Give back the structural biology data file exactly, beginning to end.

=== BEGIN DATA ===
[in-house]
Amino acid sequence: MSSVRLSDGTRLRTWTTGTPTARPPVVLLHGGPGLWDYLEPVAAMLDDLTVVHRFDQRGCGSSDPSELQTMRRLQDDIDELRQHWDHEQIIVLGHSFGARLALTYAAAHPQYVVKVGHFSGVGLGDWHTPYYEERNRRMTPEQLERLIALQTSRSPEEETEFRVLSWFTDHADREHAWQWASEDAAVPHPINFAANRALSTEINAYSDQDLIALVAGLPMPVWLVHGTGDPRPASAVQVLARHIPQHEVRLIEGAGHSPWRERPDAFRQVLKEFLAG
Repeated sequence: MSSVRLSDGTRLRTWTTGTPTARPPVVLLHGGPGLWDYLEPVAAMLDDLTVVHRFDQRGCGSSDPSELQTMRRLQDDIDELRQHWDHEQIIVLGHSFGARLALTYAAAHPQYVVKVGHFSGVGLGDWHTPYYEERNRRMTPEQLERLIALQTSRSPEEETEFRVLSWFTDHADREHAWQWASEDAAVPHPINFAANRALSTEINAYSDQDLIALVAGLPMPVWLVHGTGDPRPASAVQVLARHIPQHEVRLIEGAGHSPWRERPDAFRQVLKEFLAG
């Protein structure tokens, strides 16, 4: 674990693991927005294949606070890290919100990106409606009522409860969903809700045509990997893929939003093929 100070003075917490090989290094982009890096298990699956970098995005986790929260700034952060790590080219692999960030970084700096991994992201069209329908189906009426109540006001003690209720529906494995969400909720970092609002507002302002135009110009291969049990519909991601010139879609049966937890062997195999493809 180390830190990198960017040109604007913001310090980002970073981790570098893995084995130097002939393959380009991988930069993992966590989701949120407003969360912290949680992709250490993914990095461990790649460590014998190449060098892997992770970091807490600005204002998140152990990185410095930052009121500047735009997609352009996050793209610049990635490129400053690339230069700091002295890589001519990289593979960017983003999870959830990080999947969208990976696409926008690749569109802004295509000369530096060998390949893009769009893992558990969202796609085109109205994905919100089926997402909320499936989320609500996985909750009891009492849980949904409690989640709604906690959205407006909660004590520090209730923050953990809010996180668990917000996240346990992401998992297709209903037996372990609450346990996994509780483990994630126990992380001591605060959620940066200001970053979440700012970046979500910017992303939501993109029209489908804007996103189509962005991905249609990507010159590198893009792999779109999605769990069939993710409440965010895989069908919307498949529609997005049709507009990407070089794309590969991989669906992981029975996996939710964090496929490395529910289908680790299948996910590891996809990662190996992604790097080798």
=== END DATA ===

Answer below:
[in-house]
Amino acid sequence: MSSVRLSDGTRLRTWTTGTPTARPPVVLLHGGPGLWDYLEPVAAMLDDLTVVHRFDQRGCGSSDPSELQTMRRLQDDIDELRQHWDHEQIIVLGHSFGARLALTYAAAHPQYVVKVGHFSGVGLGDWHTPYYEERNRRMTPEQLERLIALQTSRSPEEETEFRVLSWFTDHADREHAWQWASEDAAVPHPINFAANRALSTEINAYSDQDLIALVAGLPMPVWLVHGTGDPRPASAVQVLARHIPQHEVRLIEGAGHSPWRERPDAFRQVLKEFLAG
Repeated sequence: MSSVRLSDGTRLRTWTTGTPTARPPVVLLHGGPGLWDYLEPVAAMLDDLTVVHRFDQRGCGSSDPSELQTMRRLQDDIDELRQHWDHEQIIVLGHSFGARLALTYAAAHPQYVVKVGHFSGVGLGDWHTPYYEERNRRMTPEQLERLIALQTSRSPEEETEFRVLSWFTDHADREHAWQWASEDAAVPHPINFAANRALSTEINAYSDQDLIALVAGLPMPVWLVHGTGDPRPASAVQVLARHIPQHEVRLIEGAGHSPWRERPDAFRQVLKEFLAG
């Protein structure tokens, strides 16, 4: 674990693991927005294949606070890290919100990106409606009522409860969903809700045509990997893929939003093929 100070003075917490090989290094982009890096298990699956970098995005986790929260700034952060790590080219692999960030970084700096991994992201069209329908189906009426109540006001003690209720529906494995969400909720970092609002507002302002135009110009291969049990519909991601010139879609049966937890062997195999493809 180390830190990198960017040109604007913001310090980002970073981790570098893995084995130097002939393959380009991988930069993992966590989701949120407003969360912290949680992709250490993914990095461990790649460590014998190449060098892997992770970091807490600005204002998140152990990185410095930052009121500047735009997609352009996050793209610049990635490129400053690339230069700091002295890589001519990289593979960017983003999870959830990080999947969208990976696409926008690749569109802004295509000369530096060998390949893009769009893992558990969202796609085109109205994905919100089926997402909320499936989320609500996985909750009891009492849980949904409690989640709604906690959205407006909660004590520090209730923050953990809010996180668990917000996240346990992401998992297709209903037996372990609450346990996994509780483990994630126990992380001591605060959620940066200001970053979440700012970046979500910017992303939501993109029209489908804007996103189509962005991905249609990507010159590198893009792999779109999605769990069939993710409440965010895989069908919307498949529609997005049709507009990407070089794309590969991989669906992981029975996996939710964090496929490395529910289908680790299948996910590891996809990662190996992604790097080798």